One of the concerns those of us who are conservative had about the right rallying around Donald Trump is that he would have a degrading effect on conservatism itself. It hasn’t taken much time for those concerns to be realized.

One recent example: In an interview broadcast just prior to the Super Bowl, Fox News host Bill O’Reilly pressed President Trump on his repeated expressions of respect for the brutal, authoritarian leader of Russia. When O’Reilly described Vladimir Putin as a killer, Trump responded, “There are a lot of killers. You think our country’s so innocent?” (This was hardly the first time that Trump denigrated America in the context of defending Putin. During the 2016 campaign, when MSNBC’s Joe Scarborough said Putin “kills journalists, political opponents and invades countries,” Trump replied, “At least he’s a leader.” Besides, Trump added, “I think our country does plenty of killing also.”)

A second example: A little more than a week ago, Milo Yiannopoulos, a crude and nihilistic figure on the “alt-right,” was invited to speak at the Conservative Political Action Conference, America’s largest gathering of conservative leaders and activists. (The invitation was rescinded only after a video tape was circulated showing Yiannopoulos speaking sympathetically of pedophilia.)

Now, a thought experiment: Assume it was Barack Obama, not Donald Trump, who slandered America in an effort to defend Putin; and assume it was a liberal gathering rather than a conservative one that invited a Yiannopoulos-like individual to speak and enthusiastically justified it, which is what CPAC did before the comment celebrating pedophilia went viral. (Yiannopoulos, an admirer of Trump who refers to him as “Daddy,” has among many other things described Joe Bernstein, a media writer for BuzzFeed News, as “a typical example of a sort of thick-as-pig-sh** media Jew.”)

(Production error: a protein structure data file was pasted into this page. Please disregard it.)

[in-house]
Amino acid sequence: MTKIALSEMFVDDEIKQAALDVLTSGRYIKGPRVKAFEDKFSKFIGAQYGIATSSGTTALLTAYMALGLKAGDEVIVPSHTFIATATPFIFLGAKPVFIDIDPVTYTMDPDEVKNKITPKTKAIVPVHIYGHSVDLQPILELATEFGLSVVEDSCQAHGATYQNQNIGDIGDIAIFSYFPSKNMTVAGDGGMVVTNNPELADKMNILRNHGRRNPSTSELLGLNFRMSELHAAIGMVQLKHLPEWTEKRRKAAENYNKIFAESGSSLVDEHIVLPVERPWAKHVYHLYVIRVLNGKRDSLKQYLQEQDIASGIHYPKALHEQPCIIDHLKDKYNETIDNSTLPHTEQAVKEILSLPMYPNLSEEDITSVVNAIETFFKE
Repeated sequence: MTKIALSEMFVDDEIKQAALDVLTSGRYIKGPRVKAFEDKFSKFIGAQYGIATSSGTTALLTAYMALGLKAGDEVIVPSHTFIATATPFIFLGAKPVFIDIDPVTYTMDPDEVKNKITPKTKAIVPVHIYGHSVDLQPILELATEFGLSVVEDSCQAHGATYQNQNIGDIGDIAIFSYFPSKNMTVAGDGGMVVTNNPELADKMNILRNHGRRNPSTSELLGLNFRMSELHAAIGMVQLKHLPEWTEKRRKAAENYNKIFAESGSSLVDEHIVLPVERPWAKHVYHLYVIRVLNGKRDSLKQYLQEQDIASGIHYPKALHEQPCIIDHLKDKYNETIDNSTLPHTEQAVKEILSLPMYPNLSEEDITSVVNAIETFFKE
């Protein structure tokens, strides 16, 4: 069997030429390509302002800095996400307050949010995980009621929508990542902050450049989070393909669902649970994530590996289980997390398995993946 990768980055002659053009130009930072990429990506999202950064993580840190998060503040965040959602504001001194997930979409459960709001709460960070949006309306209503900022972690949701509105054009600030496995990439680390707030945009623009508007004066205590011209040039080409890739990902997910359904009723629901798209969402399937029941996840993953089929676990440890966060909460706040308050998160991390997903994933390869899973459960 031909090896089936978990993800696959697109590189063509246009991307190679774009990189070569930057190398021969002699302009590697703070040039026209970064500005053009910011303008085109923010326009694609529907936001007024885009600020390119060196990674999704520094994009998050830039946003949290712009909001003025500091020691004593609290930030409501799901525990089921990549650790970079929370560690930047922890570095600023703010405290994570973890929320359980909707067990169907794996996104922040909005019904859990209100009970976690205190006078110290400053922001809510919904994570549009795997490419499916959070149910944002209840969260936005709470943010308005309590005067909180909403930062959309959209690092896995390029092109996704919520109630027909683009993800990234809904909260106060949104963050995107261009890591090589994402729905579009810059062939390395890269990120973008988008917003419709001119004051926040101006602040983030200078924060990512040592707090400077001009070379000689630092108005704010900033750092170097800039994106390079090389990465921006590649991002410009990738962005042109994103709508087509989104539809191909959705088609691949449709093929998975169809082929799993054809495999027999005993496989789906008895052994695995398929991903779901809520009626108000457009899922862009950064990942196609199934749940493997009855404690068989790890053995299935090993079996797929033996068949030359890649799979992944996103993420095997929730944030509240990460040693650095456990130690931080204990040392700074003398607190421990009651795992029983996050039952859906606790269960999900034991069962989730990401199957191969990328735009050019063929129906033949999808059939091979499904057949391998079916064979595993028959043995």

We all know what the reaction would have been. The right, and especially conservative media and evangelical leaders, would have gone ballistic. But Trump and his supporters are given a pass by many of the very same people who would have been (loudly) outraged if this behavior had emanated from the other side.

One explanation for such a double standard is political tribalism; the attitude that whatever is done by “my team” is defensible and that for conservatives to criticize Trump and those who support him is an act of betrayal, a sign of weakness that aids and abets the forces hostile to conservativism. Trump is being harshly criticized by the left, they argue. He doesn’t need those on the right to pile on as well. If Trump infuriates the left, this logic suggests, he is therefore deserving of support on the right.

I understand that the pull of partisanship is strong. But such justifications ultimately underscore the moral and intellectual decay that has spread as a result of Trump and Trumpism. Many people on the right, in choosing to support Trump over Hillary Clinton, began to accommodate themselves to their decision. They began the process of normalizing Trump, and normalization is now giving way to loyalty. They are now following his lead. What they once found unacceptable is increasingly tolerable. Donald Trump is now steering this ship, so why not relax and come along for the wild ride?

A redefinition of the Republican Party and conservatism, then, is well underway. That was clear from CPAC, where Trump and Bannon were dominant and even celebrated figures. (Arguing that Trump’s effort to refashion conservatism is a worrisome thing doesn’t mean that he won’t make good selections and do good things from time to time. Both can happen at once; and he knows the latter will help him achieve the former.)

Events, including the new administration’s own ratio of competence to incompetence, will ultimately determine how successful Trump and his aides, including Steve Bannon and Steve Miller, are in realizing their ambitions. In the meantime, some of us will continue to resist their efforts to transform conservatism into an ethno-nationalist, blood-and-soil movement, one animated by grievances and a Nietzschean ethic. And those on the right who are making their accommodation with Trump might reflect for a moment on the words of Edmund Burke, who wrote that certain means, once tolerated, are soon preferred.

Peter Wehner is a senior fellow at the Ethics and Public Policy Center. Previously he worked in the administrations of Ronald Reagan, George H.W. Bush, and George W. Bush.